• t : Number of times to power the operator (default: 'auto'). This is equivalent to the amount of smoothing done to the data. It is chosen automatically by default, but you can increase it if your embedding lacks structure, or decrease it if the structure looks too compact.
  • gamma : Informational distance constant (default: 1). gamma=1 gives the PHATE log potential, but other informational distances can be interesting. If most of the points seem concentrated in one section of the plot, you can try gamma=0.
In [4]:
phate_operator = phate.PHATE(n_jobs=-2)
tree_phate = phate_operator.fit_transform(tree)
Calculating PHATE...
Calculating graph and diffusion operator...
Calculating PCA...
Calculated PCA in 0.22 seconds.
Calculating KNN search...
Calculated KNN search in 0.25 seconds.
Calculating affinities...
Calculated affinities in 0.10 seconds.
Calculated graph and diffusion operator in 0.58 seconds.
Calculating landmark operator...
Calculating SVD...
Calculated SVD in 0.42 seconds.
Calculating KMeans...
Calculated KMeans in 15.69 seconds.
Calculated landmark operator in 17.05 seconds.
Calculating optimal t...
Calculated optimal t in 4.20 seconds.
Automatically selected t = 58
Calculating diffusion potential...
Calculated diffusion potential in 1.26 seconds.
Calculating metric MDS...
Calculated metric MDS in 16.96 seconds.
Calculated PHATE in 40.08 seconds.

Let's have a look at the results! We'll color each branch separately to see if our embedding makes sense.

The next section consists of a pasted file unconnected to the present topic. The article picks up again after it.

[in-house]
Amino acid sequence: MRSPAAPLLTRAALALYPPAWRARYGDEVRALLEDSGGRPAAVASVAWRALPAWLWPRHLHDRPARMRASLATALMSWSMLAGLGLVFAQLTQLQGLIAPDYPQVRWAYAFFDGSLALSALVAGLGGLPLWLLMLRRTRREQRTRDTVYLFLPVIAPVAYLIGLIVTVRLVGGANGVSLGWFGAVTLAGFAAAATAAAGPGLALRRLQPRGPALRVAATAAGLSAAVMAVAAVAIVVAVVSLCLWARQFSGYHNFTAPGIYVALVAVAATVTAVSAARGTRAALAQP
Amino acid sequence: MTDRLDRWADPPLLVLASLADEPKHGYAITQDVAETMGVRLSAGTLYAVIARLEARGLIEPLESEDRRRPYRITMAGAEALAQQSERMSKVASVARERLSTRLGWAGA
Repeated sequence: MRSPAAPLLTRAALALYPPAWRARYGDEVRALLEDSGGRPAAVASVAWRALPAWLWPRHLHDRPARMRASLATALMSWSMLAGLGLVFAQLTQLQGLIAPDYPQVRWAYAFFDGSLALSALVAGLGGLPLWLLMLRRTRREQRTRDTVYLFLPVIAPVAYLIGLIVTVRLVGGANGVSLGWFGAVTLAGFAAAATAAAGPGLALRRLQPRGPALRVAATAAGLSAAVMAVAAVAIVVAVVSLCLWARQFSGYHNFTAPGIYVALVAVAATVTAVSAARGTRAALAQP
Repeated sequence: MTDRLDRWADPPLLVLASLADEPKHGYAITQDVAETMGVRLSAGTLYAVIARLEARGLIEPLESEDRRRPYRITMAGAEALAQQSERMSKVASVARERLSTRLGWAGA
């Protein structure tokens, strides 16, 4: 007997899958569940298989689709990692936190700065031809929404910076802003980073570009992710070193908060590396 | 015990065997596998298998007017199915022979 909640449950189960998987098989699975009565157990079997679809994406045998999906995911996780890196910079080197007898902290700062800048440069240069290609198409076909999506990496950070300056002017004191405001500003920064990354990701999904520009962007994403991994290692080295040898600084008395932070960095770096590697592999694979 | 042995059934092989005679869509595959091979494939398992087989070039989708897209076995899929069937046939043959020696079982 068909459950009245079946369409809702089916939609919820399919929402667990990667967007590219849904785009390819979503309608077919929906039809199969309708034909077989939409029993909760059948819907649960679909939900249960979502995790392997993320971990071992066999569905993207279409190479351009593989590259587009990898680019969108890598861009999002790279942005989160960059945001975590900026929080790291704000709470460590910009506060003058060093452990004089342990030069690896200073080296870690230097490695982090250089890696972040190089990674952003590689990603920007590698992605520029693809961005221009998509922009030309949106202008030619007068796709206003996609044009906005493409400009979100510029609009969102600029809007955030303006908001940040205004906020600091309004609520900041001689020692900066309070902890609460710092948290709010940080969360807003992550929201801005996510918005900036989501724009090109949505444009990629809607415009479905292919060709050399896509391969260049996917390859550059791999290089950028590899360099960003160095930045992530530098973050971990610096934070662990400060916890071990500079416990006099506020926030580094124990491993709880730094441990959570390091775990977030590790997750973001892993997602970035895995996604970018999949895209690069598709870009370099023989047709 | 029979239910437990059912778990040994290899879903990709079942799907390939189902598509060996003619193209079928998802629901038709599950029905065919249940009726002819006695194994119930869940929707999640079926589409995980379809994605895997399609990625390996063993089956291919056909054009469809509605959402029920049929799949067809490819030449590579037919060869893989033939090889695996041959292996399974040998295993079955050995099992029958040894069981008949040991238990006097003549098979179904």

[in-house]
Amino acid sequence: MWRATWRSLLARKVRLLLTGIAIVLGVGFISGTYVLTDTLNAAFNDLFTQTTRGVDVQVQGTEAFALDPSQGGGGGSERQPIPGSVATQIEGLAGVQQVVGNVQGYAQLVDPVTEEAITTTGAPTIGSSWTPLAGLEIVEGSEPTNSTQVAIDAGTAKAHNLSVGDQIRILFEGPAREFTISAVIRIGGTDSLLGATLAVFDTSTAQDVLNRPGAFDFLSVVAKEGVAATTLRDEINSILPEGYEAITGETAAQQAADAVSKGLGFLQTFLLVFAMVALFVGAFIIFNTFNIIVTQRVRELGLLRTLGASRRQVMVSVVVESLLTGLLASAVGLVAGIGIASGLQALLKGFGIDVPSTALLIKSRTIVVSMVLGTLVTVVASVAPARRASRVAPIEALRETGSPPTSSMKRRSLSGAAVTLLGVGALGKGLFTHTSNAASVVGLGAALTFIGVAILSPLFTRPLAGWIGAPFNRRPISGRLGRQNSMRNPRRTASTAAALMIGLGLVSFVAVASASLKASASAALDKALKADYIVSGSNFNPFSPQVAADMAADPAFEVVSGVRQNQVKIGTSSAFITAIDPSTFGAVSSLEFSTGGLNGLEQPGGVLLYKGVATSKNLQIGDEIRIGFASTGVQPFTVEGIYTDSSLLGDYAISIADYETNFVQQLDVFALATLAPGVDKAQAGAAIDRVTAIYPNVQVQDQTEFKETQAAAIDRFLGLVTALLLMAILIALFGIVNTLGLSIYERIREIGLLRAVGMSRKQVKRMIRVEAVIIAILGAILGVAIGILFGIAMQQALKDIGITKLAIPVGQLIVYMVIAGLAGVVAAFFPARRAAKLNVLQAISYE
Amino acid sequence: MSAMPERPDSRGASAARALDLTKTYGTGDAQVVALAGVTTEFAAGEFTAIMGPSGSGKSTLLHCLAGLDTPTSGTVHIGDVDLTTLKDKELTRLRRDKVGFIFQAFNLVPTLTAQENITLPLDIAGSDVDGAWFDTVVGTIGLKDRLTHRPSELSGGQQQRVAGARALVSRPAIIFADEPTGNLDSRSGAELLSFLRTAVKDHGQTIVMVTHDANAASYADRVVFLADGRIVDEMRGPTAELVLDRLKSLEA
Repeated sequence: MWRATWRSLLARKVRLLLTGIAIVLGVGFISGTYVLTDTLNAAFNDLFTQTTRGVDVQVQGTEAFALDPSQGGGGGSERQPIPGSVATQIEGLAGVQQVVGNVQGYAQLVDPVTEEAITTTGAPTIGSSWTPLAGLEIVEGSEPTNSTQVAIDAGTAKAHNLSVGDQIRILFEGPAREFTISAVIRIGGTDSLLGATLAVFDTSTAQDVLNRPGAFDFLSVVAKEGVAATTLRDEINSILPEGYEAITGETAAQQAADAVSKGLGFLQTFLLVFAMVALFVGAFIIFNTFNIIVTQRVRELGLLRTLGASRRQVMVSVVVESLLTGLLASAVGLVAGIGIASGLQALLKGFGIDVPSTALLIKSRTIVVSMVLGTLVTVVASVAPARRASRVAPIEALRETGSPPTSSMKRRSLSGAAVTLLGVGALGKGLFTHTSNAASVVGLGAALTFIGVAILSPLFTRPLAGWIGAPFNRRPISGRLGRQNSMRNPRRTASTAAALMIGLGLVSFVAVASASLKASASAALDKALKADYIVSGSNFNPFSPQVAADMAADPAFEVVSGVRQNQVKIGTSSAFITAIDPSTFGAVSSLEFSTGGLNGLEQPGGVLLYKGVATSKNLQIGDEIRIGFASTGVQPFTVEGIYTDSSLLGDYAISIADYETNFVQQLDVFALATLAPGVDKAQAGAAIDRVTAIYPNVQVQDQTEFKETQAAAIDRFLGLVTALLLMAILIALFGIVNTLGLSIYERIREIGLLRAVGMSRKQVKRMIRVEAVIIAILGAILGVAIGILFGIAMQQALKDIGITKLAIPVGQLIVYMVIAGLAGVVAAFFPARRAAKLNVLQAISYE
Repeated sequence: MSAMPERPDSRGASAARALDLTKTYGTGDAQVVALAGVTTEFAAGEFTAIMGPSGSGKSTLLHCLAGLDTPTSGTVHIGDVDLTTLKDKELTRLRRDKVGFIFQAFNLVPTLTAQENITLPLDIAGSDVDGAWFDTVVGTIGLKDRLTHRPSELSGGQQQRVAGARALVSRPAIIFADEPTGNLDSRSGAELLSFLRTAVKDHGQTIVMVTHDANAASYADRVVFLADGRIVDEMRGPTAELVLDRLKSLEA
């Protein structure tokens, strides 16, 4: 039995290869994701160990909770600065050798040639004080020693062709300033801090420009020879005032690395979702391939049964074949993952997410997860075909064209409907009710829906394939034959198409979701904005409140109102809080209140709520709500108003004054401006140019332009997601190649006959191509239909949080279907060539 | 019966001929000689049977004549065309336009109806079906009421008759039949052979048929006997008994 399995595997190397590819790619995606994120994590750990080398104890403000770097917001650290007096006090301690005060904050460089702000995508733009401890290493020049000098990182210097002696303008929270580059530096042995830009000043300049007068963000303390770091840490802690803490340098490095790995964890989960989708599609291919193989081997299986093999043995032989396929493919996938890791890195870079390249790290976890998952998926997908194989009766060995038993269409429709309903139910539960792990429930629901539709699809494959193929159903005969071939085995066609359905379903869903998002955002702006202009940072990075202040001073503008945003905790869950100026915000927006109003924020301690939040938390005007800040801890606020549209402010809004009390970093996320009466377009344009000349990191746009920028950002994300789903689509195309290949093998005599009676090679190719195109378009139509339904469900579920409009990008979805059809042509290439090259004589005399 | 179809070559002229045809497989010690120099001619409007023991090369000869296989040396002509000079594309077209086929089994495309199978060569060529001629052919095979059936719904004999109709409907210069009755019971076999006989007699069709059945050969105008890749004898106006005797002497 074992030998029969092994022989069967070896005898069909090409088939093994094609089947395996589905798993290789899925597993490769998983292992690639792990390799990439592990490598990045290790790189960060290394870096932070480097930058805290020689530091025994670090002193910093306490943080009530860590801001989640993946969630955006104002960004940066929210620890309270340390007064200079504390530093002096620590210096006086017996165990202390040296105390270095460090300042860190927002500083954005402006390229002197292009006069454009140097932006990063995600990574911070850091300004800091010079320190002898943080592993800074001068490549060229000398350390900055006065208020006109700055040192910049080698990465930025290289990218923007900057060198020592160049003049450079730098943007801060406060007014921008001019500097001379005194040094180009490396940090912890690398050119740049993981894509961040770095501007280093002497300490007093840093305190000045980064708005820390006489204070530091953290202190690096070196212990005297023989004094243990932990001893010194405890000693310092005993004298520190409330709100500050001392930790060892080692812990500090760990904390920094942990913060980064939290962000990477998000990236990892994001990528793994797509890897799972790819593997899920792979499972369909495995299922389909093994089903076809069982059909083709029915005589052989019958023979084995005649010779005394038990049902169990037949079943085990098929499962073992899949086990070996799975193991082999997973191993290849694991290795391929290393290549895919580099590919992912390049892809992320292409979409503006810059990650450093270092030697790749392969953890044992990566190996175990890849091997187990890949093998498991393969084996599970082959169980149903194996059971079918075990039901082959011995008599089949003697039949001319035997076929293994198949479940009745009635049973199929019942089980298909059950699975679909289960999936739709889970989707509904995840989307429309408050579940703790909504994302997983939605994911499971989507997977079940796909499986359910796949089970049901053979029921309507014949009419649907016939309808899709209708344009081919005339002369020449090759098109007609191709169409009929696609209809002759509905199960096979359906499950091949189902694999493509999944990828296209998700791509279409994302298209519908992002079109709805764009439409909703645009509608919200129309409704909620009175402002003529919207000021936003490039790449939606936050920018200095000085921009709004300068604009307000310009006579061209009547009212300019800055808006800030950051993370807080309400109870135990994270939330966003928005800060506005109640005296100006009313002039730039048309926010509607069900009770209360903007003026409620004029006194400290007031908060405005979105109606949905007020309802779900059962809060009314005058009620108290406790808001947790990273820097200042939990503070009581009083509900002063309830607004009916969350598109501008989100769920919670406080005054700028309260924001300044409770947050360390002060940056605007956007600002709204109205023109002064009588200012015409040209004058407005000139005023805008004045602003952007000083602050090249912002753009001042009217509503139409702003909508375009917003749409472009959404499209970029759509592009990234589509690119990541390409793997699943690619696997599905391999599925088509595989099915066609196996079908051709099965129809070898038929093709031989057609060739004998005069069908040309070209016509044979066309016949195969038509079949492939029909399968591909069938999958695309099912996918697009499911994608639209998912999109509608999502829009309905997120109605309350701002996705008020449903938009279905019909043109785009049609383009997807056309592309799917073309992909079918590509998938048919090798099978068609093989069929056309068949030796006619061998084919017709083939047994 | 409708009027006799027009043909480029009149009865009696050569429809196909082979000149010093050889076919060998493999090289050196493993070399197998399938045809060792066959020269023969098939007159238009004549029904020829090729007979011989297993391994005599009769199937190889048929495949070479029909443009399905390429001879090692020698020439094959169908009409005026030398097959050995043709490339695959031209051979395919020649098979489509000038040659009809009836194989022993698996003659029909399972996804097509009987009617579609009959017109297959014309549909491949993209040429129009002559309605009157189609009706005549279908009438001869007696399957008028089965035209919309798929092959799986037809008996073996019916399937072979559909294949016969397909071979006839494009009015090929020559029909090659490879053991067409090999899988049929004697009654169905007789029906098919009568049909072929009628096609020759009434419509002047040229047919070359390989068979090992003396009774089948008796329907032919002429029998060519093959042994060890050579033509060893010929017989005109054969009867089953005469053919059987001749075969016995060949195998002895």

In [5]:
phate.plot.scatter2d(tree_phate, c=branches, figsize=(8,6))

Good news! Our branches separate nicely. However, all of the interesting activity seems to be concentrated into one region of the plot - in this case we should try the square root potential instead with gamma=0. We can also try increasing t to make the structure a little clearer - in this case, because synthetic data in unusually structured, we can use a very large value, like 120, but in biological data the automatic t selection is generally very close to ideal. Note here that if we change these settings with set_params, we won't have to recompute the diffusion operator.

In [6]:
phate_operator.set_params(gamma=0, t=120)
tree_phate_sqrt = phate_operator.fit_transform(tree)
Calculating PHATE...
Using precomputed graph and diffusion operator...
Calculating diffusion potential...
Calculated diffusion potential in 1.21 seconds.
Calculating metric MDS...
Calculated metric MDS in 14.48 seconds.
Calculated PHATE in 15.71 seconds.
In [7]:
phate.plot.scatter2d(tree_phate_sqrt, c=branches, figsize=(8,6))

That looks much better! We can now see each of the branches clearly. We can also visualize the embedding in 3D.

In [8]:
# pass the phate operator to avoid recomputing in 3D
# alternatively:
# >>> phate_operator.set_params(n_components=3)
# >>> tree_phate_sqrt = phate_operator.transform()
# >>> phate.plot.scatter3d(tree_phate_sqrt, c=branches, figsize=(8,6))
phate.plot.scatter3d(phate_operator, c=branches, figsize=(8,6))
Calculating metric MDS...
Calculated metric MDS in 35.26 seconds.

We can even create a gif showing the rotating 3D plot.

In [9]:
phate.plot.rotate_scatter3d(phate_operator, c=branches, figsize=(8,6))
# to save as a gif:
# >>> phate.plot.rotate_scatter3d(phate_operator, c=branches, figsize=(8,6), filename="phate.gif")
# to save as an mp4:
# >>> phate.plot.rotate_scatter3d(phate_operator, c=branches, figsize=(8,6), filename="phate.mp4") using <class 'matplotlib.animation.HTMLWriter'>